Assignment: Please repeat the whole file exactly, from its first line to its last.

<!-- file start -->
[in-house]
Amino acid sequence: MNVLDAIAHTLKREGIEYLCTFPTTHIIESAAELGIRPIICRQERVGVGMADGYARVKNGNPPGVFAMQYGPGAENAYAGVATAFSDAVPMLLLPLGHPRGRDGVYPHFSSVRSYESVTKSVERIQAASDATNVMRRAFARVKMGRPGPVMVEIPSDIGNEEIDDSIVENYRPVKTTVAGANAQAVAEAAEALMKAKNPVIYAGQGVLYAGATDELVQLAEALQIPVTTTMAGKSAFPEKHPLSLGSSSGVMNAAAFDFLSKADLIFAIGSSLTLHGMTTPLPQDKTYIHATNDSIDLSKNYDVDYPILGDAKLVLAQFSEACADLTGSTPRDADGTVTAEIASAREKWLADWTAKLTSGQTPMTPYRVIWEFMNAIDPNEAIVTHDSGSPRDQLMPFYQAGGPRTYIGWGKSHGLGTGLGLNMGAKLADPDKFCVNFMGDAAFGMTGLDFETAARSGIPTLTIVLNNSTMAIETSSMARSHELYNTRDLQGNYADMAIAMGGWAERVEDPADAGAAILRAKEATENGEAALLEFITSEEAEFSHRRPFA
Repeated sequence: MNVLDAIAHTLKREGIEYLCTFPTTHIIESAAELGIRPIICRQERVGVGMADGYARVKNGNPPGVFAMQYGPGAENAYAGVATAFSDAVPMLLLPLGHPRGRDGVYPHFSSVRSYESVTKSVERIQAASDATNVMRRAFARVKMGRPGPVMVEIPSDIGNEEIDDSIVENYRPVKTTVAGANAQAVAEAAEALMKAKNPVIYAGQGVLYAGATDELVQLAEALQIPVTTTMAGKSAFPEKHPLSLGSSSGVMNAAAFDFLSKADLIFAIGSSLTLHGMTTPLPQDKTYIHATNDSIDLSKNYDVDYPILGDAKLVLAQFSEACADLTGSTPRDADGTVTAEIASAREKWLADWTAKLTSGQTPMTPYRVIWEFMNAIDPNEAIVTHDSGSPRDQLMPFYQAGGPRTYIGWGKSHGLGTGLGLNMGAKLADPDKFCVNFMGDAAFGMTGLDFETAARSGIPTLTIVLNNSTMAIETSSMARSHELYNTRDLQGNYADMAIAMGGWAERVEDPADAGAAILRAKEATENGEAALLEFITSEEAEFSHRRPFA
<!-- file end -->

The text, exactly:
[in-house]
Amino acid sequence: MNVLDAIAHTLKREGIEYLCTFPTTHIIESAAELGIRPIICRQERVGVGMADGYARVKNGNPPGVFAMQYGPGAENAYAGVATAFSDAVPMLLLPLGHPRGRDGVYPHFSSVRSYESVTKSVERIQAASDATNVMRRAFARVKMGRPGPVMVEIPSDIGNEEIDDSIVENYRPVKTTVAGANAQAVAEAAEALMKAKNPVIYAGQGVLYAGATDELVQLAEALQIPVTTTMAGKSAFPEKHPLSLGSSSGVMNAAAFDFLSKADLIFAIGSSLTLHGMTTPLPQDKTYIHATNDSIDLSKNYDVDYPILGDAKLVLAQFSEACADLTGSTPRDADGTVTAEIASAREKWLADWTAKLTSGQTPMTPYRVIWEFMNAIDPNEAIVTHDSGSPRDQLMPFYQAGGPRTYIGWGKSHGLGTGLGLNMGAKLADPDKFCVNFMGDAAFGMTGLDFETAARSGIPTLTIVLNNSTMAIETSSMARSHELYNTRDLQGNYADMAIAMGGWAERVEDPADAGAAILRAKEATENGEAALLEFITSEEAEFSHRRPFA
Repeated sequence: MNVLDAIAHTLKREGIEYLCTFPTTHIIESAAELGIRPIICRQERVGVGMADGYARVKNGNPPGVFAMQYGPGAENAYAGVATAFSDAVPMLLLPLGHPRGRDGVYPHFSSVRSYESVTKSVERIQAASDATNVMRRAFARVKMGRPGPVMVEIPSDIGNEEIDDSIVENYRPVKTTVAGANAQAVAEAAEALMKAKNPVIYAGQGVLYAGATDELVQLAEALQIPVTTTMAGKSAFPEKHPLSLGSSSGVMNAAAFDFLSKADLIFAIGSSLTLHGMTTPLPQDKTYIHATNDSIDLSKNYDVDYPILGDAKLVLAQFSEACADLTGSTPRDADGTVTAEIASAREKWLADWTAKLTSGQTPMTPYRVIWEFMNAIDPNEAIVTHDSGSPRDQLMPFYQAGGPRTYIGWGKSHGLGTGLGLNMGAKLADPDKFCVNFMGDAAFGMTGLDFETAARSGIPTLTIVLNNSTMAIETSSMARSHELYNTRDLQGNYADMAIAMGGWAERVEDPADAGAAILRAKEATENGEAALLEFITSEEAEFSHRRPFA